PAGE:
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The Weather Channel

Everyone talks about the weather, but nobody ever does anything about it. Well, Fast Forward does! We interview multiple on-air and off-air Weather Channel employees, showing a variety of opportunities: meteorologists, radio personalities, designers, and IT personnel. This episode also includes a string of weather-related Teachable Moments, such as explanations about dew point and different types of clouds, what actually causes weather, why the "feels like" temperature is different from the actual temperature, the basics of lightning, and more.

STEAM Category

  • Support Materials


    1. Why is it important to have people studying the weather and making forecasts?

    2. If much of what the weather channel does is make educated predictions about future conditions, what other jobs do something similar?



    Meteorologist: someone who studies the atmosphere and weather; a weather forecaster

    Graphic Design: the art or skill of combining text and pictures in advertisements, magazines, or books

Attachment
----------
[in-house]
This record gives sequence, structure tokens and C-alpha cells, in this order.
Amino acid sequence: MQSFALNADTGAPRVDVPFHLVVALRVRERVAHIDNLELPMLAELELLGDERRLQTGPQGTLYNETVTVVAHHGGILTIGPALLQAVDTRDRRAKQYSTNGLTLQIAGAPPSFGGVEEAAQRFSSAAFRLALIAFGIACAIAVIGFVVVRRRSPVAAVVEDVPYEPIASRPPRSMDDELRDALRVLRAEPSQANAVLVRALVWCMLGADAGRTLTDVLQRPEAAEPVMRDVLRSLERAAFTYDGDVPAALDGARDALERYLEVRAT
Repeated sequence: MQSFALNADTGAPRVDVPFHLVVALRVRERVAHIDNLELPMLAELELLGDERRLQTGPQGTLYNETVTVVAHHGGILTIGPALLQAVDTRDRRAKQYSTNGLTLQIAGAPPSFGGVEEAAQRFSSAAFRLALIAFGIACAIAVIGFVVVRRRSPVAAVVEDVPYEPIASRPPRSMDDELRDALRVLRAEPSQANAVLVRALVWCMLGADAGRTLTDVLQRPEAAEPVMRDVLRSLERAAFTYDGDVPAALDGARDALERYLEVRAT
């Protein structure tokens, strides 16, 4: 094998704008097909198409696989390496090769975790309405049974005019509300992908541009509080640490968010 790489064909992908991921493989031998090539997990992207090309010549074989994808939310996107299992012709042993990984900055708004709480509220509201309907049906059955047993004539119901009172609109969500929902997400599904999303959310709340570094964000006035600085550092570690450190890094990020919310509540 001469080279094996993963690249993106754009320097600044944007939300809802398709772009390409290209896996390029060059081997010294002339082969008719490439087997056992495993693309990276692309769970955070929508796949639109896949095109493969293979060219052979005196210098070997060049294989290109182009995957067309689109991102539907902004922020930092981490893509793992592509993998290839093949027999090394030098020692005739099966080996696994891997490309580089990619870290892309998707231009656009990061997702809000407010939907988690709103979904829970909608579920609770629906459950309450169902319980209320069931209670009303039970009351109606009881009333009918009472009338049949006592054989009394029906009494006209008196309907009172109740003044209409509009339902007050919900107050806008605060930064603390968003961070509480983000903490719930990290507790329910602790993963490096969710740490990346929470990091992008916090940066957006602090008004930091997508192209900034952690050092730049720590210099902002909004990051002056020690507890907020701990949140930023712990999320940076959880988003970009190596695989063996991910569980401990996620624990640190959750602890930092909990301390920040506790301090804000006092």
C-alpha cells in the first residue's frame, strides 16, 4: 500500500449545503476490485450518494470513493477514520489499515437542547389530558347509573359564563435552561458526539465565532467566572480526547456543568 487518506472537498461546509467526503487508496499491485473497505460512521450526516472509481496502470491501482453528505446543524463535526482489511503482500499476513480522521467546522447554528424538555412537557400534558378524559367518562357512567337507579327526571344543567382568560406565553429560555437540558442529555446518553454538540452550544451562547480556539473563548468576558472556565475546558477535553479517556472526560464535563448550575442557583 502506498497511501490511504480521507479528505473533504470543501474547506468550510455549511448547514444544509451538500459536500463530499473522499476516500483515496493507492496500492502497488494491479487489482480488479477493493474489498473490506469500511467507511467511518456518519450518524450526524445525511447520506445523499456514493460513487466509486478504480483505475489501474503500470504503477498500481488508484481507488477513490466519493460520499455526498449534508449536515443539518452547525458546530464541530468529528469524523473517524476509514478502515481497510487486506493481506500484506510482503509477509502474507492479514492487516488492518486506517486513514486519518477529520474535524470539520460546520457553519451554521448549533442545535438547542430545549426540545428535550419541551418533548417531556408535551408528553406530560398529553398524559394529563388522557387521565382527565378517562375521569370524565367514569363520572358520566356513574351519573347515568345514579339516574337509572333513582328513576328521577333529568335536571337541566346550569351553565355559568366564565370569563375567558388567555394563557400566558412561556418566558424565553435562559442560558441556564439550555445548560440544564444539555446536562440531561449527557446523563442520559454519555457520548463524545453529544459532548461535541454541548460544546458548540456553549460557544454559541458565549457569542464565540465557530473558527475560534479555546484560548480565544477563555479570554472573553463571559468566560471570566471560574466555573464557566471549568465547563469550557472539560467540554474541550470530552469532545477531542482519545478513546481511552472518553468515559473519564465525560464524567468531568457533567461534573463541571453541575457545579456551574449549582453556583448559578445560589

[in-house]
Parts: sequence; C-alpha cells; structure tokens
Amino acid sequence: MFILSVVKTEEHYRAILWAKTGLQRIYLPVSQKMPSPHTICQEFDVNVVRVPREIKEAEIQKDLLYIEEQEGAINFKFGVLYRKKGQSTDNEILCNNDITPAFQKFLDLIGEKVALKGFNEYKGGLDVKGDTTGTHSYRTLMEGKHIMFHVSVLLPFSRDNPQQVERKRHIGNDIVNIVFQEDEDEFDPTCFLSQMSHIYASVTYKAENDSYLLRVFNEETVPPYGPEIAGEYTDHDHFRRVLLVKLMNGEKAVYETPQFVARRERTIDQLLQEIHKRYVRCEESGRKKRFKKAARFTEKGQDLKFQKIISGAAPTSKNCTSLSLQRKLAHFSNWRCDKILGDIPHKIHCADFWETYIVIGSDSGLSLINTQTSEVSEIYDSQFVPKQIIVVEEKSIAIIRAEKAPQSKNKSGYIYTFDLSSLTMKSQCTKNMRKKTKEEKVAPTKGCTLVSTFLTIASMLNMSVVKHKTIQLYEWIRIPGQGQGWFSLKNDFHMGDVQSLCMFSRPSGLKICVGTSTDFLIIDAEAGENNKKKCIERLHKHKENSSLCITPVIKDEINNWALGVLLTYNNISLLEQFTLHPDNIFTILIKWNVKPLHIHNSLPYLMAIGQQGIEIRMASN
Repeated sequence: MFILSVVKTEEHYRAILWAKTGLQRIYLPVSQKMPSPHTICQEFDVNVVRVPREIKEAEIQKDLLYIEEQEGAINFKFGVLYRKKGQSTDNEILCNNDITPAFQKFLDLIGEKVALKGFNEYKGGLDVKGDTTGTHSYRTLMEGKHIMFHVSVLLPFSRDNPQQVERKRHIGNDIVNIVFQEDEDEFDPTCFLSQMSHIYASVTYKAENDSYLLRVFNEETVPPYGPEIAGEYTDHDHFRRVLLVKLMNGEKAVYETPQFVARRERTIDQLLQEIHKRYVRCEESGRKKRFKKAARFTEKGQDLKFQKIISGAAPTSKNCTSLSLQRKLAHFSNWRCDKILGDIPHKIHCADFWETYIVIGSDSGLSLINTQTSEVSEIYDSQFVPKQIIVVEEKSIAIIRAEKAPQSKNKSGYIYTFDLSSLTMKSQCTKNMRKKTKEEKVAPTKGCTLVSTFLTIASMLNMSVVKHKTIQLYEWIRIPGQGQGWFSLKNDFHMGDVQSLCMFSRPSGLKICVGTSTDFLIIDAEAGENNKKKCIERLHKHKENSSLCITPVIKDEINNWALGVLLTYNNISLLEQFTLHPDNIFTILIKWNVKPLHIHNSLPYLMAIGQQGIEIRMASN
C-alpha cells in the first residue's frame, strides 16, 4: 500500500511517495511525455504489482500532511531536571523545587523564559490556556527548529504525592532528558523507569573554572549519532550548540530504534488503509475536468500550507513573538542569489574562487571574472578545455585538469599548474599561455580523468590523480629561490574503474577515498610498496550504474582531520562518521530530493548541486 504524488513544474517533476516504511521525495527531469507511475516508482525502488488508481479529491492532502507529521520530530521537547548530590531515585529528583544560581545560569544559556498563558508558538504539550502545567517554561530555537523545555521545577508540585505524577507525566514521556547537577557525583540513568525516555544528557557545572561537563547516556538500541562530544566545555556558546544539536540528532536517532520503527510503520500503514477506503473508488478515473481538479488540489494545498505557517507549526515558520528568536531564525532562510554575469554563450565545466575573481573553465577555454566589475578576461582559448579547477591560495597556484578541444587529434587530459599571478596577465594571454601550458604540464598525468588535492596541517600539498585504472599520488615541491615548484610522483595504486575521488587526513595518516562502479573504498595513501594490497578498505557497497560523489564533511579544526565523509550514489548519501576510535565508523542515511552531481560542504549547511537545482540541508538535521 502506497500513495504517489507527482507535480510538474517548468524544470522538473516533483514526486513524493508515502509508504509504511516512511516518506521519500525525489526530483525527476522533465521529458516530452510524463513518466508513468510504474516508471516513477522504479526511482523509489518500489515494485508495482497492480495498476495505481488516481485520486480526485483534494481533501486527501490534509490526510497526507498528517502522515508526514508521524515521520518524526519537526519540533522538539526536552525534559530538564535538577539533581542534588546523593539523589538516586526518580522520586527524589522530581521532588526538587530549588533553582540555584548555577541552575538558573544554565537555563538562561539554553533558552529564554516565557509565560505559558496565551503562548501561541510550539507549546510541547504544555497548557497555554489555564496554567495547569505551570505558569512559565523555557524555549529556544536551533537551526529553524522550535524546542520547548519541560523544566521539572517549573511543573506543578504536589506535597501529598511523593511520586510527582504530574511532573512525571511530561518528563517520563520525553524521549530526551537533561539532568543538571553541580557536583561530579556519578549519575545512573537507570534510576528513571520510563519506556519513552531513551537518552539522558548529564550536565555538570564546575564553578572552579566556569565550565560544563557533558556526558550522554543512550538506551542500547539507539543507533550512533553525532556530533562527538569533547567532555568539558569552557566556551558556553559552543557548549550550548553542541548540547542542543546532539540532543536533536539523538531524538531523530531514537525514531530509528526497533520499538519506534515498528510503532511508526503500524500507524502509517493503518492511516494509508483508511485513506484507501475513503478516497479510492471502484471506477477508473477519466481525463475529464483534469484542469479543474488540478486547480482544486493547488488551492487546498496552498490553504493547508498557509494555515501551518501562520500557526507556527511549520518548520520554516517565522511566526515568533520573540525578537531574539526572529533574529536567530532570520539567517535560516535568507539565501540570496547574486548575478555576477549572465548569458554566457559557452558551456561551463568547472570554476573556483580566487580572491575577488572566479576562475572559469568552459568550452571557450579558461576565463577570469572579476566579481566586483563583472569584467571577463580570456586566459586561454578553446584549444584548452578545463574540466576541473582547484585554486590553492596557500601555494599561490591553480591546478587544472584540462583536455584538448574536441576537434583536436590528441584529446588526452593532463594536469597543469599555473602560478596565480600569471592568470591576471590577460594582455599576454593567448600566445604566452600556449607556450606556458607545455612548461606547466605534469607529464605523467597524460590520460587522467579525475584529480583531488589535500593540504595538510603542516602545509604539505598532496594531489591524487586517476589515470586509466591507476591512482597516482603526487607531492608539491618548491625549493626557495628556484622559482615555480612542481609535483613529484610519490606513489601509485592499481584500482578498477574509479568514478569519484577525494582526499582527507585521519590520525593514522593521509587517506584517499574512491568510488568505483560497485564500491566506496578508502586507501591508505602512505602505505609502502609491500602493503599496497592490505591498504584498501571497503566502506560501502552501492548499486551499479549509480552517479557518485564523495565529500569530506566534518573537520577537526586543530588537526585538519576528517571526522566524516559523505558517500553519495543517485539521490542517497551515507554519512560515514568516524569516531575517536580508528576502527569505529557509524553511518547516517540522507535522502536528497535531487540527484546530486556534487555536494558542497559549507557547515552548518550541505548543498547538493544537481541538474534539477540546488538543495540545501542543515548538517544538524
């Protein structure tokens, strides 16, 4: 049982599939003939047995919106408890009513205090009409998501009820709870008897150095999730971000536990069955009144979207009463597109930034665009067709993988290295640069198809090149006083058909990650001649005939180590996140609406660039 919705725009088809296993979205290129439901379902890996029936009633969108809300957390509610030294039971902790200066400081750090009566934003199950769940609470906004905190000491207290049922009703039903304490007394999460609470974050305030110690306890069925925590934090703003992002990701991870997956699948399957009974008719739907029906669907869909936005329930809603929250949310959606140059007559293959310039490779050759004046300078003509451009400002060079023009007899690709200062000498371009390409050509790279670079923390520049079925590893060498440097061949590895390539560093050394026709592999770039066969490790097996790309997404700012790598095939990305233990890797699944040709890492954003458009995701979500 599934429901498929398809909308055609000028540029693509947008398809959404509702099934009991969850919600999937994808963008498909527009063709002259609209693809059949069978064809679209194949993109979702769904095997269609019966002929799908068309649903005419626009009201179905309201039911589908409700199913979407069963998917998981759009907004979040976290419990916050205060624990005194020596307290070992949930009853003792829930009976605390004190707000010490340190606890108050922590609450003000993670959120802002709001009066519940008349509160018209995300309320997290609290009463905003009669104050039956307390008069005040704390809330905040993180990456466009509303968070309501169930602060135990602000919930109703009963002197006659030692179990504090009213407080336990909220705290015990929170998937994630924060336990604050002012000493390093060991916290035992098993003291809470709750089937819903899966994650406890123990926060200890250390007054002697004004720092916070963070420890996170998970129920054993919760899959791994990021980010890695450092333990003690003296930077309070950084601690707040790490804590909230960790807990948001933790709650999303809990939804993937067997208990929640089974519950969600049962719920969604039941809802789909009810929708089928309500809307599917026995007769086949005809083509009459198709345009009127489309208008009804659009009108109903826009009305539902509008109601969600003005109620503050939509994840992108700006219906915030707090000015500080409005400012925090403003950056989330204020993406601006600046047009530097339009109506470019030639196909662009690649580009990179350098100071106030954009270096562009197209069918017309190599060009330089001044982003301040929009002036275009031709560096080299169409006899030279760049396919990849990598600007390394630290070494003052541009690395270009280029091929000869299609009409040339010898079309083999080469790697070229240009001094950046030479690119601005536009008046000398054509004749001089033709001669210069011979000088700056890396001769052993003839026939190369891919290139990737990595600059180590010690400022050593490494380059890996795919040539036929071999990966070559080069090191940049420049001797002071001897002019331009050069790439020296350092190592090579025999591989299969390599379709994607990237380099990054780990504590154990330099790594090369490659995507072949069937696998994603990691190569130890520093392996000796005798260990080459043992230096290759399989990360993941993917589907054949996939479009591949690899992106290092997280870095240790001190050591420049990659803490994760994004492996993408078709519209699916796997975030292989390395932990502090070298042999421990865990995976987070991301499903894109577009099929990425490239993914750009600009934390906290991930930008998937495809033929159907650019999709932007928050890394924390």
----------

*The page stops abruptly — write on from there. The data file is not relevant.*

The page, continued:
Dew Point: the temperature at which the moisture in the air forms visible drops of water : the temperature at which dew forms

    Humidity: moisture in the air

    Heat Index: a measure of how hot it really feels when relative humidity is factored in with the actual air temperature

    Molecule: the smallest possible amount of a particular substance that has all the characteristics of that substance

    Windchill: a temperature that shows how cold the air feels because of the wind

    Cumulus: a type of thick cloud that is rounded on top and has a flat base

    Stratus: are low-level clouds characterized by horizontal layering with a uniform base

    Nimbostratus: dark gray clouds that have ragged bases and sit low in the sky; associated with continuous rain or snow

    Particle: a very small piece of something

    Radiation: energy that comes from a source in the form of waves or rays you cannot see

Special Thanks

David Blumenthal, Jazmine Maddox, Jen Carfagno, Brandon Wright, Jonathan Erdman, Alexandros Salazar, Nick Wiltgen, Mark Thibodeau, Danielle Banks, Scott Frazier, Rogeria Arnold, Scott Kurtz

This content was developed under a grant from the U.S. Department of Education. However, this content does not necessarily represent the policy of the U.S. Department of Education, and you should not assume endorsement by the Federal Government.